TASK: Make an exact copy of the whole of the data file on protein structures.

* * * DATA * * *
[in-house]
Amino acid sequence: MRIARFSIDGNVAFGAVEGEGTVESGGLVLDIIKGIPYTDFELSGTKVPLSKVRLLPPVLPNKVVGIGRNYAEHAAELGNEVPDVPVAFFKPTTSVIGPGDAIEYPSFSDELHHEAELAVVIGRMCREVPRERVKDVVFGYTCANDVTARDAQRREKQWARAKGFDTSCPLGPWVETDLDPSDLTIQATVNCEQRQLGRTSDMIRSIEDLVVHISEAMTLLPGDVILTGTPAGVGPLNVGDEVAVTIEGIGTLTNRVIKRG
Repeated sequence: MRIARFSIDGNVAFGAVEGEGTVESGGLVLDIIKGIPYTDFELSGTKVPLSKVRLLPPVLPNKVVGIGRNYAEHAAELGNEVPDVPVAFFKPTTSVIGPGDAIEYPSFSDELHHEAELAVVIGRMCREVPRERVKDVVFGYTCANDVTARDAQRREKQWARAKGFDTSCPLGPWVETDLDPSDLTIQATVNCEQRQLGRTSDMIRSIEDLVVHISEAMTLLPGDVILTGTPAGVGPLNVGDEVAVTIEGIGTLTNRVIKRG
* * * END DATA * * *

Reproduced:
[in-house]
Amino acid sequence: MRIARFSIDGNVAFGAVEGEGTVESGGLVLDIIKGIPYTDFELSGTKVPLSKVRLLPPVLPNKVVGIGRNYAEHAAELGNEVPDVPVAFFKPTTSVIGPGDAIEYPSFSDELHHEAELAVVIGRMCREVPRERVKDVVFGYTCANDVTARDAQRREKQWARAKGFDTSCPLGPWVETDLDPSDLTIQATVNCEQRQLGRTSDMIRSIEDLVVHISEAMTLLPGDVILTGTPAGVGPLNVGDEVAVTIEGIGTLTNRVIKRG
Repeated sequence: MRIARFSIDGNVAFGAVEGEGTVESGGLVLDIIKGIPYTDFELSGTKVPLSKVRLLPPVLPNKVVGIGRNYAEHAAELGNEVPDVPVAFFKPTTSVIGPGDAIEYPSFSDELHHEAELAVVIGRMCREVPRERVKDVVFGYTCANDVTARDAQRREKQWARAKGFDTSCPLGPWVETDLDPSDLTIQATVNCEQRQLGRTSDMIRSIEDLVVHISEAMTLLPGDVILTGTPAGVGPLNVGDEVAVTIEGIGTLTNRVIKRG